Do you have a new puppy whose poop just doesn't seem right? Curing a puppy who has loose stool means determining the cause of the problem. Diarrhea is common in puppies, and in severe cases, it can lead to dehydration, which can be life-threatening. Contact your veterinarian as soon as possible if your puppy has loose stools, especially if they are exhibiting any other signs of illness. Your veterinarian will let you know if a home remedy may be effective based on the cause of the condition.
What are the symptoms of puppy diarrhea?
Diarrhea often comes with symptoms beyond a loose stool. A puppy or dog with diarrhea bowel movements may have these symptoms in addition to loose stool:
Video of the Day
- They may also be lethargic
- have a fever
- nausea and vomiting
- dry heaving
Is it normal for puppies to have diarrhea?
Yes, short bouts of diarrhea are relatively common in puppies since young dogs experience many changes. Between medications; parasites; and eating a wide range of treats, food, and any foreign objects they may have managed to ingest while exploring the yard, puppies are bound to come into contact with substances that upset their stomach.
What are the causes of puppy diarrhea?
There are many potential causes of loose stools that may affect puppy health, including dietary changes, dietary indiscretion (overeating), stress, parasites, viruses, bacteria, and more. Often, diarrhea will resolve on its own, but in some instances, it may be a sign of an underlying disease or illness that may require veterinary care.
Dietary changes and stress can cause dog diarrhea
A change in diet is a common cause of diarrhea. Whether you've recently switched to a new brand of dog food or your pup got into the trash or table scraps, abrupt changes may affect your dog's gut. Stress may also upset your pup's digestive tract. Be sure to consult your veterinarian before offering any home remedies.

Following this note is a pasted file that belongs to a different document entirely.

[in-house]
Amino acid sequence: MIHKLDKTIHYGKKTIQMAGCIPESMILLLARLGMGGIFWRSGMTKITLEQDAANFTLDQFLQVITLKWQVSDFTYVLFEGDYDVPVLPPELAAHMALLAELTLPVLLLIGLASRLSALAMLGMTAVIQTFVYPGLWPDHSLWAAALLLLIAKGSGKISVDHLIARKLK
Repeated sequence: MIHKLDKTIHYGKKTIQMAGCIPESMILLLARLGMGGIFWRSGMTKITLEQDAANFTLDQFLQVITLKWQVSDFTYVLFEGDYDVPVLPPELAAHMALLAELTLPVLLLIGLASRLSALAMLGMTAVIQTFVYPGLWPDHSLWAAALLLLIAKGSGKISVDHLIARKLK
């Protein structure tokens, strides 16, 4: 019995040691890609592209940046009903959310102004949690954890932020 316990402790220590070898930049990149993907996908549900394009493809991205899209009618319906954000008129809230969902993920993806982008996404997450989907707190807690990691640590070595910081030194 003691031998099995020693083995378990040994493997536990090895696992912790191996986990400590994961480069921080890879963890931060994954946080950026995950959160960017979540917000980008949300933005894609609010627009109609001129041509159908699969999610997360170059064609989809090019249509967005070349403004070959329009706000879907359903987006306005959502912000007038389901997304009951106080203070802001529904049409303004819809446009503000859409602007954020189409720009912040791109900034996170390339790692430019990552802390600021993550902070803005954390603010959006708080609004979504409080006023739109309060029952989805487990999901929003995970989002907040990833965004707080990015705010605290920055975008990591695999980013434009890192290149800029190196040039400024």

Another option is to cook some mild food that will be gentle on their system. Some options include white rice, plain canned pumpkin (not pie filling,) plain eggs, or baked skinless chicken breast. Avoid seasonings that may irritate their stomach. Your veterinarian may also recommend an over-the-counter medication but be sure to discuss the proper dosage for your puppy's weight. Don't give your dog any human anti-diarrhea medications without talking with your veterinarian.
Worms and other parasites can cause dog diarrhea
Puppies often suffer from intestinal worms that can cause diarrhea as well as other symptoms, including weight loss, vomiting, abdominal pain, and a poor coat. Fortunately, most worms are easily treated with deworming, which is a routine part of most puppy wellness exams. Work with your veterinarian to determine what type of worm your puppy is infected with so they can prescribe the proper medication.
Puppies can be born with roundworms, which they get from their mother. Puppies may get tapeworms from eating a flea that is carrying the worm larva. You may notice small white tapeworm segments in your puppy's feces. Hookworms can be passed to the puppy through the mother's milk and can be fatal if not treated. Your puppy may get whipworms from contaminated soil, water, or feces. A parasite infection can often be identified with a stool sample test.